“…by doing 10-minute, informal, weekly check-ins, either one-on-one if you’re a leader to a subordinate, or by having a team just debrief like at the end of the week how the week went, it’s really powerful because we’re staying in alignment, and we’re able to get the necessary info we need to know what do we keep doing and what do we stop doing. So cultivating clarity is one of those strategies that we highly recommend in order to make sure people aren’t lost in the woods without a map.”
Denver: I really love that. Another one that I like too in terms of praise is just going up to somebody after they’ve done something and just say, “You’re amazing.” I mean, that just goes such a long way, and they feel amazing, and it changes their day. You also talked a little bit about narrowing the focus. What focus?
Steven: Yeah. So it’s really interesting. There’s a whole bunch of components around work that make us feel extra lonely. So one of the parts of work that makes us feel lonely is when we’re lost… and we could all understand this.
Like if we don’t know who to turn to, if we don’t have a clear map, we’re not sure what to do, we’re not sure how we’re performing… all of that is like we’re alone in the woods, trying to get our way back to our car or our house. And that is an incredibly lonesome state of mind. So narrowing the focus is a whole set of strategies that we talked about in the book that allow you to minimize the opportunity for loneliness with your employees.
And one of the strategies we talk about is this idea of cultivating clarity. So if I know that if I’m wandering, if I’m lost, that’s a lonesome state. The more clear that I am on my tasks, the more clear I am on the resources that exist, the more clear I am on the support network that I have available, the more likely I’m going to be not wandering.
And one of the strategies we talk about, and it comes from Marcus Buckingham, is this idea of doing 10-minute, weekly check-ins. So Marcus found that by doing 10-minute, informal, weekly check-ins, either one-on-one if you’re a leader to a subordinate, or by having a team just debrief like at the end of the week how the week went, it’s really powerful because we’re staying in alignment, and we’re able to get the necessary info we need to know what do we keep doing and what do we stop doing.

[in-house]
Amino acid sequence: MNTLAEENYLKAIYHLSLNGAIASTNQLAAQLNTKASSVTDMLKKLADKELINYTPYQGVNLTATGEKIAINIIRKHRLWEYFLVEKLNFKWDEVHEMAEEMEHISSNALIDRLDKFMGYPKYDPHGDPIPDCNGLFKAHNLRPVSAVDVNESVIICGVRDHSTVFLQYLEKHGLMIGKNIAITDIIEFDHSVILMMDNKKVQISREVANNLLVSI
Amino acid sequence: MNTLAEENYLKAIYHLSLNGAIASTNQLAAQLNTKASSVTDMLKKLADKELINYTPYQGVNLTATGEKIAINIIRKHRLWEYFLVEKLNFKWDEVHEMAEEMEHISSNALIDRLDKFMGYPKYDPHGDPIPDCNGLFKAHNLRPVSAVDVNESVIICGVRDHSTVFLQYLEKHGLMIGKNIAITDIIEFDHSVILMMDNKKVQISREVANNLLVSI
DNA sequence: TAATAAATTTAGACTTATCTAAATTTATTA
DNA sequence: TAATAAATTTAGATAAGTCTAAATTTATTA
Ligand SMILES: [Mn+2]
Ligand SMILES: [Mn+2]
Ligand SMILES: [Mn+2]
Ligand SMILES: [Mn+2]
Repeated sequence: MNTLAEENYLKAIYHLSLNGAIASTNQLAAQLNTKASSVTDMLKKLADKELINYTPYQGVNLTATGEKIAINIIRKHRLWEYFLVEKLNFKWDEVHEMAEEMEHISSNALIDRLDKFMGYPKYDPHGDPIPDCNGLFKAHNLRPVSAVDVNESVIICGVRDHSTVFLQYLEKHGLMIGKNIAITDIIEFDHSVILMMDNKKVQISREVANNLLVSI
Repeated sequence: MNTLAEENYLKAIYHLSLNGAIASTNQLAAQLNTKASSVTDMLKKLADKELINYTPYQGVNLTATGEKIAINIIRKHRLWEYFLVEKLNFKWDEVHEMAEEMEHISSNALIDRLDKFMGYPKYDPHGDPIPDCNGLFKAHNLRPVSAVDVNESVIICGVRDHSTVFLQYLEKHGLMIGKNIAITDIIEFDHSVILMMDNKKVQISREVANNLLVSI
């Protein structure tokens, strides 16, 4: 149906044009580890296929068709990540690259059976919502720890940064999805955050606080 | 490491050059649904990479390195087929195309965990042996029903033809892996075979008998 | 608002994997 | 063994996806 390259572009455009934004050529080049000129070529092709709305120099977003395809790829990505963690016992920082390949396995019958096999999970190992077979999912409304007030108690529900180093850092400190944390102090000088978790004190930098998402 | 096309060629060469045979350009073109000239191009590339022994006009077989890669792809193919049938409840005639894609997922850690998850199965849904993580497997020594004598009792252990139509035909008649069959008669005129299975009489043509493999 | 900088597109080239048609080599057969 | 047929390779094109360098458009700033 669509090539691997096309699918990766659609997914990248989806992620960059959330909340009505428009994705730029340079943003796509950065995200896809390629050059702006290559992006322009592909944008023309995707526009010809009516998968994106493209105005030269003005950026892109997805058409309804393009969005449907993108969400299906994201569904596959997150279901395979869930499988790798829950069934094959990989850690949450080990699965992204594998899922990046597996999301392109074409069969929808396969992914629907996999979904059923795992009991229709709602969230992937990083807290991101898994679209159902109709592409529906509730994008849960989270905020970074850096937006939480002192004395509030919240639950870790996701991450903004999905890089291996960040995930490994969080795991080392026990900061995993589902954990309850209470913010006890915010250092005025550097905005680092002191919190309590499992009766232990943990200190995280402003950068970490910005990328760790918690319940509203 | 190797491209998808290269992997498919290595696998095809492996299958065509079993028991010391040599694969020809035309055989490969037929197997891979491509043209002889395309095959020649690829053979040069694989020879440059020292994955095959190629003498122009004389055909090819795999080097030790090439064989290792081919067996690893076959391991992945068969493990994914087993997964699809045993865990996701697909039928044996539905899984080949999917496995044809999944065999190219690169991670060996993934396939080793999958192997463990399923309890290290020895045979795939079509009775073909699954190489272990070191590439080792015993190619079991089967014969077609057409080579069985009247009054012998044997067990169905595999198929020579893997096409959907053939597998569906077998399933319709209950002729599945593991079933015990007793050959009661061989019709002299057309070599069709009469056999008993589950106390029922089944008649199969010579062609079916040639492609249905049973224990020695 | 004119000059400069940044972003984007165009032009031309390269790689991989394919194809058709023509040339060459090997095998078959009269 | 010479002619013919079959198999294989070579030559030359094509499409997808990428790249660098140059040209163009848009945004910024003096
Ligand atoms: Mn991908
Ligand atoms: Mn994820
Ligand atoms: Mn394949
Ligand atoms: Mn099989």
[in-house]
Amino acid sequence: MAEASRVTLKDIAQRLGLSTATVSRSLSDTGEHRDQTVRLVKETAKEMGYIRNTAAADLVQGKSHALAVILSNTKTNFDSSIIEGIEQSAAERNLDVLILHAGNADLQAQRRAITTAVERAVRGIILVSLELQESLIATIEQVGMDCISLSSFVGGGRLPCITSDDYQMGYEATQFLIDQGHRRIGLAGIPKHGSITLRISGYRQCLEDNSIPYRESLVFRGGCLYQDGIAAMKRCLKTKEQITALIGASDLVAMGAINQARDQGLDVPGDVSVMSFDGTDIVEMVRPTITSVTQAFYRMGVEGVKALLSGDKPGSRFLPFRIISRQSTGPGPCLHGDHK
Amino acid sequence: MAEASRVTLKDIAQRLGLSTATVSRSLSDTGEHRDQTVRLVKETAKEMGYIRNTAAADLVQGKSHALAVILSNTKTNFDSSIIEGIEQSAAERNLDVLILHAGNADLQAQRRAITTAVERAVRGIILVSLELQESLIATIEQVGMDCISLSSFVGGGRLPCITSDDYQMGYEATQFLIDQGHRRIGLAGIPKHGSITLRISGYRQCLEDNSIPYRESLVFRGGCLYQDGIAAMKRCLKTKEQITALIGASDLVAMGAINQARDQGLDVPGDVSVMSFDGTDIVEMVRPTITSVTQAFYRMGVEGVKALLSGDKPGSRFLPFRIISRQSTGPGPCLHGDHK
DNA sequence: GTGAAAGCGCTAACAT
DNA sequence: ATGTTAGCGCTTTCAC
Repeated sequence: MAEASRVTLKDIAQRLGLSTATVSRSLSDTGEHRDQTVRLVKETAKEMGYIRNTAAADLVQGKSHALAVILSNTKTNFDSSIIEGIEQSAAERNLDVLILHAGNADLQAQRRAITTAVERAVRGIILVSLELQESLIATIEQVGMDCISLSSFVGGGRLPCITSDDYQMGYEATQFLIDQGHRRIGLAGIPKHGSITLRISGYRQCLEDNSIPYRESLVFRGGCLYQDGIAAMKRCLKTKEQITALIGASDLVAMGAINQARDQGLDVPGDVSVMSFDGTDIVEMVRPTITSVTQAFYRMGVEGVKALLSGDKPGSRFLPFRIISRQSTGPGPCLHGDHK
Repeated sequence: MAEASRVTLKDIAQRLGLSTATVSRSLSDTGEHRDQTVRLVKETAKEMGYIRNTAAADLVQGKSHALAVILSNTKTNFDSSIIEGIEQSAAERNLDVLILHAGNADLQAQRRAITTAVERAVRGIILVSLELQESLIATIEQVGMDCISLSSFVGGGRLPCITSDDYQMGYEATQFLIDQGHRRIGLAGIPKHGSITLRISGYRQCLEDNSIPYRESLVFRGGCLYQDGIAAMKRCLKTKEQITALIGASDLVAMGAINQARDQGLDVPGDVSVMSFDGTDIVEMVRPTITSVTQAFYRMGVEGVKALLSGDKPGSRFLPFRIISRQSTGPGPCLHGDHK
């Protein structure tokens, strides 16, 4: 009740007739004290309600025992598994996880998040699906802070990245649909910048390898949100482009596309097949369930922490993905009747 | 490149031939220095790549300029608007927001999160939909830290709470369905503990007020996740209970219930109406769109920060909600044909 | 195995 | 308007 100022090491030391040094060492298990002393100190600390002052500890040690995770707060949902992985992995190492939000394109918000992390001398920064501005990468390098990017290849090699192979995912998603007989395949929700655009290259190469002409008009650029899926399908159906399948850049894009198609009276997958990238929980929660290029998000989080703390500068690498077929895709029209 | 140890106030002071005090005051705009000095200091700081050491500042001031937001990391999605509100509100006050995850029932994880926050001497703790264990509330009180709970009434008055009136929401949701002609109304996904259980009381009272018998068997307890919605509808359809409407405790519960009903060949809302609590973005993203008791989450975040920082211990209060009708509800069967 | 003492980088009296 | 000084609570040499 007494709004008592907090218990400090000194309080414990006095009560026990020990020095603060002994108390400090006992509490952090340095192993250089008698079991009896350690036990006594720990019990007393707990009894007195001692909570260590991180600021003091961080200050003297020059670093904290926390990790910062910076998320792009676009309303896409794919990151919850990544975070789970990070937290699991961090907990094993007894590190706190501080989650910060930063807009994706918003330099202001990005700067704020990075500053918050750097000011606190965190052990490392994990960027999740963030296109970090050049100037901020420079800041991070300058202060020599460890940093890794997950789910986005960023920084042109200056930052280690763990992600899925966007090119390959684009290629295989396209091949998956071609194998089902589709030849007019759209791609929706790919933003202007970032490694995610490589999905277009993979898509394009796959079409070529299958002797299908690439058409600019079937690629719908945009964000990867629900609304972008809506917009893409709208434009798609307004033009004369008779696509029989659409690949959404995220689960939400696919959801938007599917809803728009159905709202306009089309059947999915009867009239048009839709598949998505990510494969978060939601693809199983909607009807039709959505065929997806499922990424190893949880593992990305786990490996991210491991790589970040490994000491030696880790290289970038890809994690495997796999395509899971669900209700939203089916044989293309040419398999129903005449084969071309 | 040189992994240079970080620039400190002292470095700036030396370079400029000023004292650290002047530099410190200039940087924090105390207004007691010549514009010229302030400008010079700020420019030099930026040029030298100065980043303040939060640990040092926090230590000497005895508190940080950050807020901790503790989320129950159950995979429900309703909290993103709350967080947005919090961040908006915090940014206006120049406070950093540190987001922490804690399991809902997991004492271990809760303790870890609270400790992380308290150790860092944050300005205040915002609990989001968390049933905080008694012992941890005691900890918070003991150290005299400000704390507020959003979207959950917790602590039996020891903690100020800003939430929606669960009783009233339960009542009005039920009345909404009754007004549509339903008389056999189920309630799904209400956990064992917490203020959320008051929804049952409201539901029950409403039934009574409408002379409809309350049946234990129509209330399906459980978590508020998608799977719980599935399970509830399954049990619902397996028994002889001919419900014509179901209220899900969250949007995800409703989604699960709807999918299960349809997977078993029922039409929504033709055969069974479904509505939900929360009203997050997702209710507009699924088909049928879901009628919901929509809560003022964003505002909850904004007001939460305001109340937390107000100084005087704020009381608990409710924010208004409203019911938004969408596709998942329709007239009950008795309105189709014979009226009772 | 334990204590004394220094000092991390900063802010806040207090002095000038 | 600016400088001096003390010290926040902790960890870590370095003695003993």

So cultivating clarity is one of those strategies that we highly recommend in order to make sure people aren’t lost in the woods without a map.
Denver: As you say, it’s not the big, big, big things. A little gesture like that and doing it on a regular and consistent basis can make a big difference.
In addition to that, what can leaders do to get an all-in, belonging culture?
Steven: If I’m coaching a leader who is really wanting to figure this out, the first thing I would do is: I would do an audit or an assessment, or pinpoint where the gaps lie. One of the tools that we created is called the Team Connection Assessment, and it’s a 30-question questionnaire that gives leaders really specific areas why someone might be feeling disconnected on the team.
So the first thing I would do is: let’s really come to an understanding of where the gaps lie. The second thing I would do is: I would make sure that the leader is taking time to connect versus communicate, which I talked about earlier. So having those 10-minute one-on-one sessions, providing positive recognition and reinforcement, making sure the team really knows where they’re going and what they’re supposed to be doing, and just finding ways to really care about the people on the team.